In 1880, the French government awarded Bell the Volta Prize of 50,000 francs (~$10,000) for his invention of the telephone. Bell used the prize money to help establish the Volta Laboratory for research, invention, and work for the deaf. There he and associates Chichester Bell (a cousin) and Charles Sumner Tainter developed the method of making phonograph records on wax discs. Bell sold those patents in 1886 and used his share of the profits to establish the Volta Bureau, a branch of the laboratory, to carry on his work for the deaf. In 1890, he founded and financed the American Association to Promote the Teaching of Speech to the Deaf (now the Alexander Graham Bell Association for the Deaf).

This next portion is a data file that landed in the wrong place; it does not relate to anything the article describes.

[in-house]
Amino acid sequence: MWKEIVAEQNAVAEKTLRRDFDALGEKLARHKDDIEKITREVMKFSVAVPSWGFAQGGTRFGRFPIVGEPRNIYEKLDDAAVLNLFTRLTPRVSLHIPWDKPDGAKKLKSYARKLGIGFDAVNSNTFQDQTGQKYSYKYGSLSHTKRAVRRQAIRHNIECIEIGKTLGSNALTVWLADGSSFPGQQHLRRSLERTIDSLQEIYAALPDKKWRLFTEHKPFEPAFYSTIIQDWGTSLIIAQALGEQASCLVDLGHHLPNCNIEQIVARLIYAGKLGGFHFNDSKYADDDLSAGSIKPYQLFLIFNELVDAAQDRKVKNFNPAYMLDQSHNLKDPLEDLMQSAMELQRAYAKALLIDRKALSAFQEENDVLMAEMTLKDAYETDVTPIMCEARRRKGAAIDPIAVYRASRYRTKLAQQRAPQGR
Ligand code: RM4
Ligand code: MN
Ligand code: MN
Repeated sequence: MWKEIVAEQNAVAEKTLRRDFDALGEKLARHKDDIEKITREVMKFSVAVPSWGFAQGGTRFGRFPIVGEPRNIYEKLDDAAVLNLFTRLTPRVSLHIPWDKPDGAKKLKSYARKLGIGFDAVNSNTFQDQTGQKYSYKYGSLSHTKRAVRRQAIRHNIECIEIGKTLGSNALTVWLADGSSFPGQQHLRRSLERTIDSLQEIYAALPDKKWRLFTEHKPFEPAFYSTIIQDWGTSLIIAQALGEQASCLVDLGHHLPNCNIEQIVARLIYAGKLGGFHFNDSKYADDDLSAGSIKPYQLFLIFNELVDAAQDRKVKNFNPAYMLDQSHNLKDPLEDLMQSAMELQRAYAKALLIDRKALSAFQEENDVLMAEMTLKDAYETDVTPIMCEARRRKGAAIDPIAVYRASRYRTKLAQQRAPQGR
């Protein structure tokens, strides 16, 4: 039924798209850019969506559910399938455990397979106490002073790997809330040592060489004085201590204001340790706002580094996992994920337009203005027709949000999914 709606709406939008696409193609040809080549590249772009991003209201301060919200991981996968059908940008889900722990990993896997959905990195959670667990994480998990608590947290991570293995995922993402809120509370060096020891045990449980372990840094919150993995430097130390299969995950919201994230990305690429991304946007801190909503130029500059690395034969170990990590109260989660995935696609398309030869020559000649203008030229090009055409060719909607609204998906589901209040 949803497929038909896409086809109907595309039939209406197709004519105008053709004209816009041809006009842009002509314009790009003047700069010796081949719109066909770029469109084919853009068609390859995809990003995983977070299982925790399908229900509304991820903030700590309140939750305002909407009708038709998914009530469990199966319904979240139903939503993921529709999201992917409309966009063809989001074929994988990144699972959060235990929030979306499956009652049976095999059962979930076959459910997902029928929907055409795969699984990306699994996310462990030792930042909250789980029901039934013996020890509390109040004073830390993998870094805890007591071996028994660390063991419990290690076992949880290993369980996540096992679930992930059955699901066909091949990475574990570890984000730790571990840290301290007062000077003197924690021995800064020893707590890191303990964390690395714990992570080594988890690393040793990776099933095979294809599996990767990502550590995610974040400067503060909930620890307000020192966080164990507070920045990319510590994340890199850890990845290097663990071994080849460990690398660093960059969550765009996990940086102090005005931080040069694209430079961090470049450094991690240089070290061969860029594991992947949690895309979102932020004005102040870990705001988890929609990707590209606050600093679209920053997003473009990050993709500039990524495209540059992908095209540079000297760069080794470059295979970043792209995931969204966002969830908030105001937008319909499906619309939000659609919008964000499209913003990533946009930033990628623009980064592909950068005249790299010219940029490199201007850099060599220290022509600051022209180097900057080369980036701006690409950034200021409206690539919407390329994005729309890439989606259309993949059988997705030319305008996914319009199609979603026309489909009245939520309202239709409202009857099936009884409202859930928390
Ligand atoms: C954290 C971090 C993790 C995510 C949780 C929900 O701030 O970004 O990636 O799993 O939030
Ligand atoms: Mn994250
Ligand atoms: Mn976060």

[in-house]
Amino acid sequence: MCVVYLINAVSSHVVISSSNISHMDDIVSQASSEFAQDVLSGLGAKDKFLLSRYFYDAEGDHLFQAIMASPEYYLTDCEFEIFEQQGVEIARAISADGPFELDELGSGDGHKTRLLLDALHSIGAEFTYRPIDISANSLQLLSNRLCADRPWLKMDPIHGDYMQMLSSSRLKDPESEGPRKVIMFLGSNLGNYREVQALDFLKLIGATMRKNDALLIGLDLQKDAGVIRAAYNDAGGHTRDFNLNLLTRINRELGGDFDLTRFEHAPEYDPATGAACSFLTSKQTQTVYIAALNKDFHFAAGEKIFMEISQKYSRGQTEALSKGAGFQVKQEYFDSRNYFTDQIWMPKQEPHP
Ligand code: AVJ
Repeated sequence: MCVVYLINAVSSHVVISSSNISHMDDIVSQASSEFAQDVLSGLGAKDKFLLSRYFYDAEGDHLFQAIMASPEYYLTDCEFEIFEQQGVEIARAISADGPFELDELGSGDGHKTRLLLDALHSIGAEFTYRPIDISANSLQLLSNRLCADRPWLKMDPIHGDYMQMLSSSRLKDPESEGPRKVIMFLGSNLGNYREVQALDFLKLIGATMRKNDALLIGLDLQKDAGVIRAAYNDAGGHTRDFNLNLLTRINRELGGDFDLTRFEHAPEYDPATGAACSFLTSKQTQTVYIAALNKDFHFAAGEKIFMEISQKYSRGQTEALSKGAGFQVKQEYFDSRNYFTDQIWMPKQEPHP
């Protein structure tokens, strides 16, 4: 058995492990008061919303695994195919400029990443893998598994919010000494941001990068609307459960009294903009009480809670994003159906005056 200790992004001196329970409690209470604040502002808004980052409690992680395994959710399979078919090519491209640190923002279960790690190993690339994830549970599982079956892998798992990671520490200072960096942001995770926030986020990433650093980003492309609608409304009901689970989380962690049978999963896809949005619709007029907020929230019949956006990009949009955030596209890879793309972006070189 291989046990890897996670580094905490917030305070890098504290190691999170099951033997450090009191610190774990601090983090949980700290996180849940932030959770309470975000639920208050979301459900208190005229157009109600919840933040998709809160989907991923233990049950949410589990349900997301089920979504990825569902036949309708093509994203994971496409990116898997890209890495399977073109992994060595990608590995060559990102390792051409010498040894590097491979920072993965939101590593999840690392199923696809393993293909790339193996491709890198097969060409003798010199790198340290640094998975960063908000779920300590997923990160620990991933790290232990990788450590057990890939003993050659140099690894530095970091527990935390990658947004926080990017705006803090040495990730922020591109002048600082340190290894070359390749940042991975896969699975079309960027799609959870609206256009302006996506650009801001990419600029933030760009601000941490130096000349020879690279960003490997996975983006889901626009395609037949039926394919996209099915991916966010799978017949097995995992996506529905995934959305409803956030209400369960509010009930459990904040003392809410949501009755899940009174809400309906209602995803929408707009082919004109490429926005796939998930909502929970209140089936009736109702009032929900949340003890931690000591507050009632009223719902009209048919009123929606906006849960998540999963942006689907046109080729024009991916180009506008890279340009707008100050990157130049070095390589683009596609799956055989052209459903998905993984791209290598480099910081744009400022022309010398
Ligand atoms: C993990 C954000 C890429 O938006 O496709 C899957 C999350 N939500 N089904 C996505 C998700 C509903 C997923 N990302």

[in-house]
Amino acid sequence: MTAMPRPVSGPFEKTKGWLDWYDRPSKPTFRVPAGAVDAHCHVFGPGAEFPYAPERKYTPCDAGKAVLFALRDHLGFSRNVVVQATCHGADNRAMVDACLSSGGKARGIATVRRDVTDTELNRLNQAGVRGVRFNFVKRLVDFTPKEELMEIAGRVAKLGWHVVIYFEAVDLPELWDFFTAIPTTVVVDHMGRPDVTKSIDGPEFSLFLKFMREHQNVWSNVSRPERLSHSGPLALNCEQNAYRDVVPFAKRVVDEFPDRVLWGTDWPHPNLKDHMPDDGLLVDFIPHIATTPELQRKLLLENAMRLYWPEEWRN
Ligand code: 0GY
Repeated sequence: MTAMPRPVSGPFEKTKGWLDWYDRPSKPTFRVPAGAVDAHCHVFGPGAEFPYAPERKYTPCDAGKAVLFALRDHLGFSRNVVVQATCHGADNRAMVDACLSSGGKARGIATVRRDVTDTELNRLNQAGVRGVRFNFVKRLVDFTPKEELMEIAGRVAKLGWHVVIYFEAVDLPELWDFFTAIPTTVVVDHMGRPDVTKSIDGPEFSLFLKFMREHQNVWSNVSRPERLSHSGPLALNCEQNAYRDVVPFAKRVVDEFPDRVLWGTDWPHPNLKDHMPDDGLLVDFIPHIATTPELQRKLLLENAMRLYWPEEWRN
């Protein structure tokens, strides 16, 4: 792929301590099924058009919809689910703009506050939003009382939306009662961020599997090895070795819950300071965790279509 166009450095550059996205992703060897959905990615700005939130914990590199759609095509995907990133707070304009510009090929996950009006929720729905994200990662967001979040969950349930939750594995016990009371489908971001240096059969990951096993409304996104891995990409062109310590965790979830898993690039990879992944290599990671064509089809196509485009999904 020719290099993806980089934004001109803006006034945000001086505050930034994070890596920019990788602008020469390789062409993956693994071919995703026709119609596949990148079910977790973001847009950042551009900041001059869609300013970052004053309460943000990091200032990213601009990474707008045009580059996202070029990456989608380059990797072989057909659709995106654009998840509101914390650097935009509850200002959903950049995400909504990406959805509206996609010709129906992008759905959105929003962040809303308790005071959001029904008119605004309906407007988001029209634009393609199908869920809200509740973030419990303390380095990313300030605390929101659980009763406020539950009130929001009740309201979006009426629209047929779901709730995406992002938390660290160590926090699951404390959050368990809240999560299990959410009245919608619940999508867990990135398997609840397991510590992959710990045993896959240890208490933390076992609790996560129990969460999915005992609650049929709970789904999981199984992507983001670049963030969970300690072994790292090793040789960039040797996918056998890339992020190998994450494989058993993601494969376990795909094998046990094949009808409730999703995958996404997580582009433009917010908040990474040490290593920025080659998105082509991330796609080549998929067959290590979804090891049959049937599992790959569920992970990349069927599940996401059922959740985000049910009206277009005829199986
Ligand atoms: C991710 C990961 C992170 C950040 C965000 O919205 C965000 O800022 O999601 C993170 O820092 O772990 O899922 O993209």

In 1881, Bell successfully tested the "photophone," a device that enabled sound to be trasmitted on a beam of light; he never capitalized on this device, however. After President James Garfield was shot on July 2, 1881, Bell quickly developed an "induction balance" device that he then used to try and locate the bullet that remained lodged in the President's body. The device failed to find the bullet however, because Garfield's doctors had him laying on a bed with metal springs. Although Bell's device failed to help save the President's life, a refined version of it was used in surgery for several years before being superseded by x-ray machines. The death of Bell's infant son Edward on August 15 of that same year spurred him to design a device similar to the "iron lung." (Another infant son, Robert, died on November 17, 1883.) He also worked on a method of locating icebergs by detecting echoes from them, on methods to make fresh water from vapor in the air for men adrift at sea in open boats, and spent 30 years directing breeding experiments in an attempt to develop a strain of sheep that would bear more than one lamb at a time.